腾讯全力推动“产业安全” 护航新基建跑出“加速度”

RAMPOOR In one room we heard musicguzlas, drums, and a vina. There were three dancing-girls. At first they only performed the Indian "goose-step," the slow revolutions growing gradually quicker. But urged by the soldiers who filled the room and beat time with their sticks on the floor, the nautch-girls marked their steps, wriggled with heavy awkward movements, and tried to dance a Highland jig, taught by two Scotch soldiers.

A tea plantationa garden of large shrubs pruned[Pg 293] in such a way as to secure the greatest possible growth of young shoots, and above the delicate tea plants a shady hedge of fan palms and taller trees. The leaves are gathered by day, spread in the evening on hurdles and left for the night in open sheds. On the morrow they are first thrown into a sort of bottomless square funnel which revolves on a board; rolled and broken in this machine they are ready for drying. The tea passes through twenty grades of increasing temperature, and in drying it gives out the most delightful aromaa mixture of sweetbriar, seaweed, and violets, with a scent of tea too. The leaves are finally sifted, which sorts them in four sizes into boxes containing the different qualities.

Near a temple some bells and tom-toms animated the silence with their clang and clatter. Worshippers stole in noiselessly, barefoot on the stones, and entered the sanctuary, within which tapers were burning.

He interrupted me: All round the post-office there is invariably a crowd of natives scribbling in pencil on post-cards held in their left hands. Their correspondence is lengthy, minute, and interminable; in spite of their concentration and look of reflection I could never bring myself to take them seriously, or feel that they were fully responsible for their thoughts and actsmachines only, wound up by school teaching, some going out of order and relapsing into savages and brutes.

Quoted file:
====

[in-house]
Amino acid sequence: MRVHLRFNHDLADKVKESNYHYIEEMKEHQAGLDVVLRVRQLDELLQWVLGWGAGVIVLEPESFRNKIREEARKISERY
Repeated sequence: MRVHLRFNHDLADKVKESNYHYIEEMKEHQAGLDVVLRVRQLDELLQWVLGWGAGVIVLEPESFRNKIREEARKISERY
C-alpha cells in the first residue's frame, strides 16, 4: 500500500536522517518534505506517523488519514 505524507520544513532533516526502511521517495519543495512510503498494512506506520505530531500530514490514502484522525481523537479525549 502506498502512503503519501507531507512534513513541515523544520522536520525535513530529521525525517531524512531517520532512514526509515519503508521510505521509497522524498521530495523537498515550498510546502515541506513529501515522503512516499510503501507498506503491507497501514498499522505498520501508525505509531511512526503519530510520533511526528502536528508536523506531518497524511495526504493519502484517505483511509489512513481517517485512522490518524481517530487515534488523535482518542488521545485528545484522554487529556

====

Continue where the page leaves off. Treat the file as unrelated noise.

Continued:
Towards evening Ellora came in sight, the sacred hill crowned with temples, in a blaze of glory at first from the crimson sunset, and then vaguely blue, wiped out, vanishing in the opalescent mist.

In the further room were four sufferers past all hope: one in the anguish of delirium that made him cry out the same words again and again, in a hoarse voice that was growing fainter. He was held by two attendants. Another lay with chattering teeth; a third was struggling violently, hidden under his coverlet; the fourth seemed unconscious, apathetic.

The garden, which is very extensive and laid out in beds carefully crammed with common flowers, has Jablochkoff lamps at every turning. It is traversed by a little narrow-gauge railway, and[Pg 203] the toy train is kept under a vault of the brand-new, spotless white palace.

Deeply graven in the stone of one of the walls is the giant hand of Ali the Conqueror, the terrible, who came from the land of the Arabs, killing all on his way who refused to be converted to Islam. And he died in the desolate Khyber, where all who pass do him honour, and entreat his protection on their way.

Broad streets crossing each other at right angles; houses, palaces, archways flanked by towers, and colonnades, all alike covered with pink-washed plaster decorated with white. And all the buildings have the hasty, temporary appearance of a town run up for an exhibition to last only a few months.